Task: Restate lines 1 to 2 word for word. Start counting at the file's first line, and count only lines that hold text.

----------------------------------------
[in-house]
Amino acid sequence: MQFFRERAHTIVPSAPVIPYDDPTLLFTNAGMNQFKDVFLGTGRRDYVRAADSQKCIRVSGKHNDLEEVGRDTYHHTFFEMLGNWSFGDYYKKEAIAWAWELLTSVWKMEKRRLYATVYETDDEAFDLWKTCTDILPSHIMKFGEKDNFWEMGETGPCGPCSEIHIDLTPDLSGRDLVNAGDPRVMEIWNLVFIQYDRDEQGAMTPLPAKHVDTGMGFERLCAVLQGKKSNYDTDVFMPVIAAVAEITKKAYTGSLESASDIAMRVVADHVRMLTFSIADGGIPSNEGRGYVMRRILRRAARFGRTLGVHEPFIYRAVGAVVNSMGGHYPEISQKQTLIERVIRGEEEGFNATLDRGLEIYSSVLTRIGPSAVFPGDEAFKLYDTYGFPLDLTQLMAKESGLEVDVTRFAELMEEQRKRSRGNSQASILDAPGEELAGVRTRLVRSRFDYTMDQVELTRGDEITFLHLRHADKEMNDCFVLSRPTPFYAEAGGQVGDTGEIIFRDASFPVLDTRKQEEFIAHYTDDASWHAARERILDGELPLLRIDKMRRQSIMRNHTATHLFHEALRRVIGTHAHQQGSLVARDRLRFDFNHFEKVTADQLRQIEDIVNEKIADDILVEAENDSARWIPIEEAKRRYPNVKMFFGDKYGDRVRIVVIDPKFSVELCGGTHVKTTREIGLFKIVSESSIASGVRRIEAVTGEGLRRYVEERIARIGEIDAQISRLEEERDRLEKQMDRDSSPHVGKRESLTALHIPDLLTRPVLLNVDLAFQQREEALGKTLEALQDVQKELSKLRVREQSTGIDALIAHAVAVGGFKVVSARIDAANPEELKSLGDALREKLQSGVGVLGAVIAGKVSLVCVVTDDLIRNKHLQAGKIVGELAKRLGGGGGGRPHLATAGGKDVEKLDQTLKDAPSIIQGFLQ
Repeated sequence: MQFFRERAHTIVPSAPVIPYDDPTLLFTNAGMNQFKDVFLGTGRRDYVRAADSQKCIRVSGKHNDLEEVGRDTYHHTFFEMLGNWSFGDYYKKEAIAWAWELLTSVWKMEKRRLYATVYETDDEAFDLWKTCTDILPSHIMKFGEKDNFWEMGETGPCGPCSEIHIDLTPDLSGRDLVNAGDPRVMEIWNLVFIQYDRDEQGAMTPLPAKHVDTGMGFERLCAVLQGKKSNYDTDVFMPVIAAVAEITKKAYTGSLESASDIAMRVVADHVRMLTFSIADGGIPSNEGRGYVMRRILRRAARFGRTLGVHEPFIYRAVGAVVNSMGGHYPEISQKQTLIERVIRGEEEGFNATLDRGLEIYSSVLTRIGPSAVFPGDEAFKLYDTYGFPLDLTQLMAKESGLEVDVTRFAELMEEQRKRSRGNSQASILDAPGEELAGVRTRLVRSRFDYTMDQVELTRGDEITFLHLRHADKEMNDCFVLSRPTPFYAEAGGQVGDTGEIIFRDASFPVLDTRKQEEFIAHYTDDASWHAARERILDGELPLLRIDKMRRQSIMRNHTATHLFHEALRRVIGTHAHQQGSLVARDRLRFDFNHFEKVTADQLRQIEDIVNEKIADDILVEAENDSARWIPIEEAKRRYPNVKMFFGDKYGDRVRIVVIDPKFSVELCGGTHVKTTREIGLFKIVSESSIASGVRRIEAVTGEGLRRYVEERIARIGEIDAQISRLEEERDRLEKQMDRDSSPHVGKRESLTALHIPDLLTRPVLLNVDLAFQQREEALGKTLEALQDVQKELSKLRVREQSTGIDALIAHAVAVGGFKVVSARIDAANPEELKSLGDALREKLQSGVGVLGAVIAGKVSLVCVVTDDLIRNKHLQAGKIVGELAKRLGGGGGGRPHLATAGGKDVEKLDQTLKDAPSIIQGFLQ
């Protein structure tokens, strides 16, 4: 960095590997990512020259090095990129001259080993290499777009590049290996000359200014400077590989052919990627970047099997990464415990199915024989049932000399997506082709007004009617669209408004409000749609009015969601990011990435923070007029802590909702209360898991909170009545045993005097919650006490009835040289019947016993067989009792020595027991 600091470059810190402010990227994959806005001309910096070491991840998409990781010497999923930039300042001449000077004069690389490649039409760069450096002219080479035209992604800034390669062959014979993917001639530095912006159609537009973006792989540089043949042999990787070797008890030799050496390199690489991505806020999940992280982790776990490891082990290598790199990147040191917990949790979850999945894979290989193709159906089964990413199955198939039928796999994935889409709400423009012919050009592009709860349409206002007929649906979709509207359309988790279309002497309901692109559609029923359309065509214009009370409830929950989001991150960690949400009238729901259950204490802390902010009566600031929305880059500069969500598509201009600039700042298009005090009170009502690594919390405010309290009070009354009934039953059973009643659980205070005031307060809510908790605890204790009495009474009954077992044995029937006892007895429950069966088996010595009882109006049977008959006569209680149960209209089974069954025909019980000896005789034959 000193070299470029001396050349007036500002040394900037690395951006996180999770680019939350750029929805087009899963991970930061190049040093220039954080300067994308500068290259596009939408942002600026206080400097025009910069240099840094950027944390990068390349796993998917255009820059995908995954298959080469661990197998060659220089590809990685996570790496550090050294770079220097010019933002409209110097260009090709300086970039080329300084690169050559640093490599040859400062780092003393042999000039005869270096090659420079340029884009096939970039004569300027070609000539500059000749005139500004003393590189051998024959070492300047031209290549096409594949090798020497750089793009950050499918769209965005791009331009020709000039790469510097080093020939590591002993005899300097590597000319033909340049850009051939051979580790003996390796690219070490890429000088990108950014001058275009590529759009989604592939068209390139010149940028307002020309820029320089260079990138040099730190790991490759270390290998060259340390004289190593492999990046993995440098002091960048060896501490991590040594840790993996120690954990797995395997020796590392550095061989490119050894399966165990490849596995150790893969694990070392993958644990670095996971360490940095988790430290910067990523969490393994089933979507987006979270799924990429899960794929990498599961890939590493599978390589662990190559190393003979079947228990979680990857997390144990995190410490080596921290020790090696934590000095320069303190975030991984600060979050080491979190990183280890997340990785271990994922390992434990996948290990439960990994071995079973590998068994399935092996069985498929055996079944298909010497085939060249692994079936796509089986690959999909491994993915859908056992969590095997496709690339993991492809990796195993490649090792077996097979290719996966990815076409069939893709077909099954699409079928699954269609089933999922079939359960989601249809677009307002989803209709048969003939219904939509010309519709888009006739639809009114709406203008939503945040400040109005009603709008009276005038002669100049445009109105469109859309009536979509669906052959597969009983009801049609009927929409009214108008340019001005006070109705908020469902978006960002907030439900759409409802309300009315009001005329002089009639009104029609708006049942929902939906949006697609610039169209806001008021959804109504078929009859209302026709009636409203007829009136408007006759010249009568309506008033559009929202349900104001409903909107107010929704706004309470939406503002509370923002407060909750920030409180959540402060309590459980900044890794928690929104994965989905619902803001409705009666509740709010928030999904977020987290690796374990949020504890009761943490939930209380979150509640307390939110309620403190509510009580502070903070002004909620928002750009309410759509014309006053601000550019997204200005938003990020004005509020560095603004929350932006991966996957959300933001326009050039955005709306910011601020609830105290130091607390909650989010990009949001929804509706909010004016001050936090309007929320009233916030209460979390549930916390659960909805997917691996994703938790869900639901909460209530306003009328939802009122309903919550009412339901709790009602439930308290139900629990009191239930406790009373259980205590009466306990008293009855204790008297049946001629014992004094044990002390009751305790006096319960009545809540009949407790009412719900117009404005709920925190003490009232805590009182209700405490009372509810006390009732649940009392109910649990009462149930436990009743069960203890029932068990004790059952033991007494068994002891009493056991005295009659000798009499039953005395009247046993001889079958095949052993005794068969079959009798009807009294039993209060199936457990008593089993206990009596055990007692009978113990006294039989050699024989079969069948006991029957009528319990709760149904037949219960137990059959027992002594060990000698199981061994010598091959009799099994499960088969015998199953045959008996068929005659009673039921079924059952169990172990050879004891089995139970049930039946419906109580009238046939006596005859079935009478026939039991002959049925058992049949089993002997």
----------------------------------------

[in-house]
Amino acid sequence: MQFFRERAHTIVPSAPVIPYDDPTLLFTNAGMNQFKDVFLGTGRRDYVRAADSQKCIRVSGKHNDLEEVGRDTYHHTFFEMLGNWSFGDYYKKEAIAWAWELLTSVWKMEKRRLYATVYETDDEAFDLWKTCTDILPSHIMKFGEKDNFWEMGETGPCGPCSEIHIDLTPDLSGRDLVNAGDPRVMEIWNLVFIQYDRDEQGAMTPLPAKHVDTGMGFERLCAVLQGKKSNYDTDVFMPVIAAVAEITKKAYTGSLESASDIAMRVVADHVRMLTFSIADGGIPSNEGRGYVMRRILRRAARFGRTLGVHEPFIYRAVGAVVNSMGGHYPEISQKQTLIERVIRGEEEGFNATLDRGLEIYSSVLTRIGPSAVFPGDEAFKLYDTYGFPLDLTQLMAKESGLEVDVTRFAELMEEQRKRSRGNSQASILDAPGEELAGVRTRLVRSRFDYTMDQVELTRGDEITFLHLRHADKEMNDCFVLSRPTPFYAEAGGQVGDTGEIIFRDASFPVLDTRKQEEFIAHYTDDASWHAARERILDGELPLLRIDKMRRQSIMRNHTATHLFHEALRRVIGTHAHQQGSLVARDRLRFDFNHFEKVTADQLRQIEDIVNEKIADDILVEAENDSARWIPIEEAKRRYPNVKMFFGDKYGDRVRIVVIDPKFSVELCGGTHVKTTREIGLFKIVSESSIASGVRRIEAVTGEGLRRYVEERIARIGEIDAQISRLEEERDRLEKQMDRDSSPHVGKRESLTALHIPDLLTRPVLLNVDLAFQQREEALGKTLEALQDVQKELSKLRVREQSTGIDALIAHAVAVGGFKVVSARIDAANPEELKSLGDALREKLQSGVGVLGAVIAGKVSLVCVVTDDLIRNKHLQAGKIVGELAKRLGGGGGGRPHLATAGGKDVEKLDQTLKDAPSIIQGFLQ